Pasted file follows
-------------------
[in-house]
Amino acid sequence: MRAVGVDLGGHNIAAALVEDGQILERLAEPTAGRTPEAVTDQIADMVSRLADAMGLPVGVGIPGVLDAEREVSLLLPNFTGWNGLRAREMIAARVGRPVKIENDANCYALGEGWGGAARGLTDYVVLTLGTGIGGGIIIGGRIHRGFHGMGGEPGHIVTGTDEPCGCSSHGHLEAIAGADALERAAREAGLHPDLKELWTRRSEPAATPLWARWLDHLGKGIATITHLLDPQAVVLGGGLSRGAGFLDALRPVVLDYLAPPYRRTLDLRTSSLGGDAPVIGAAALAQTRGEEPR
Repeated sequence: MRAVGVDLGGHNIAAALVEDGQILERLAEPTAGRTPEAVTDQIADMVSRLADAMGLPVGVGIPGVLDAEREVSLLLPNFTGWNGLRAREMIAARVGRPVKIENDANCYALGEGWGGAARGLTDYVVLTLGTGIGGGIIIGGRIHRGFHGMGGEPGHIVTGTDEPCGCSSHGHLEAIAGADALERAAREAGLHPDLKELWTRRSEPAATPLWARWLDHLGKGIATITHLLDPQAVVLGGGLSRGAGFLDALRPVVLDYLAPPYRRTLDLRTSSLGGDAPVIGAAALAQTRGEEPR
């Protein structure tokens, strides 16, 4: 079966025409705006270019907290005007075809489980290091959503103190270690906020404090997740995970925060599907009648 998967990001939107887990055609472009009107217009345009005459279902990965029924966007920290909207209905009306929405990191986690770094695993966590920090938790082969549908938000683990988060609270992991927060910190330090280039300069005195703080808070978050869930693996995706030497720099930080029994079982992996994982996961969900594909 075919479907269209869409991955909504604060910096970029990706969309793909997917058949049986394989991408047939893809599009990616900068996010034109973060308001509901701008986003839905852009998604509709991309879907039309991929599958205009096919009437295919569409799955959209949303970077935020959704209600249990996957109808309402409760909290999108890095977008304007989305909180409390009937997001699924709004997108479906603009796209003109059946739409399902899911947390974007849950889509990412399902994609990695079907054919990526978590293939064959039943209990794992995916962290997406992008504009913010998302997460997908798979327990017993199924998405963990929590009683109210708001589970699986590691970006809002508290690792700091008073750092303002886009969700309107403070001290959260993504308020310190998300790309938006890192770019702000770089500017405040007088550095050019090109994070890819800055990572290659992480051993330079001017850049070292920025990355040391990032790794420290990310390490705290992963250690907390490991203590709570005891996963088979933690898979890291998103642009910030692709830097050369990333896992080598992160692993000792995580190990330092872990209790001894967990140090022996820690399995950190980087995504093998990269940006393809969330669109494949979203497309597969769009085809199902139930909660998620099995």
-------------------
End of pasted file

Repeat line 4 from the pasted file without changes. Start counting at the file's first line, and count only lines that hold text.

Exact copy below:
């Protein structure tokens, strides 16, 4: 079966025409705006270019907290005007075809489980290091959503103190270690906020404090997740995970925060599907009648 998967990001939107887990055609472009009107217009345009005459279902990965029924966007920290909207209905009306929405990191986690770094695993966590920090938790082969549908938000683990988060609270992991927060910190330090280039300069005195703080808070978050869930693996995706030497720099930080029994079982992996994982996961969900594909 075919479907269209869409991955909504604060910096970029990706969309793909997917058949049986394989991408047939893809599009990616900068996010034109973060308001509901701008986003839905852009998604509709991309879907039309991929599958205009096919009437295919569409799955959209949303970077935020959704209600249990996957109808309402409760909290999108890095977008304007989305909180409390009937997001699924709004997108479906603009796209003109059946739409399902899911947390974007849950889509990412399902994609990695079907054919990526978590293939064959039943209990794992995916962290997406992008504009913010998302997460997908798979327990017993199924998405963990929590009683109210708001589970699986590691970006809002508290690792700091008073750092303002886009969700309107403070001290959260993504308020310190998300790309938006890192770019702000770089500017405040007088550095050019090109994070890819800055990572290659992480051993330079001017850049070292920025990355040391990032790794420290990310390490705290992963250690907390490991203590709570005891996963088979933690898979890291998103642009910030692709830097050369990333896992080598992160692993000792995580190990330092872990209790001894967990140090022996820690399995950190980087995504093998990269940006393809969330669109494949979203497309597969769009085809199902139930909660998620099995």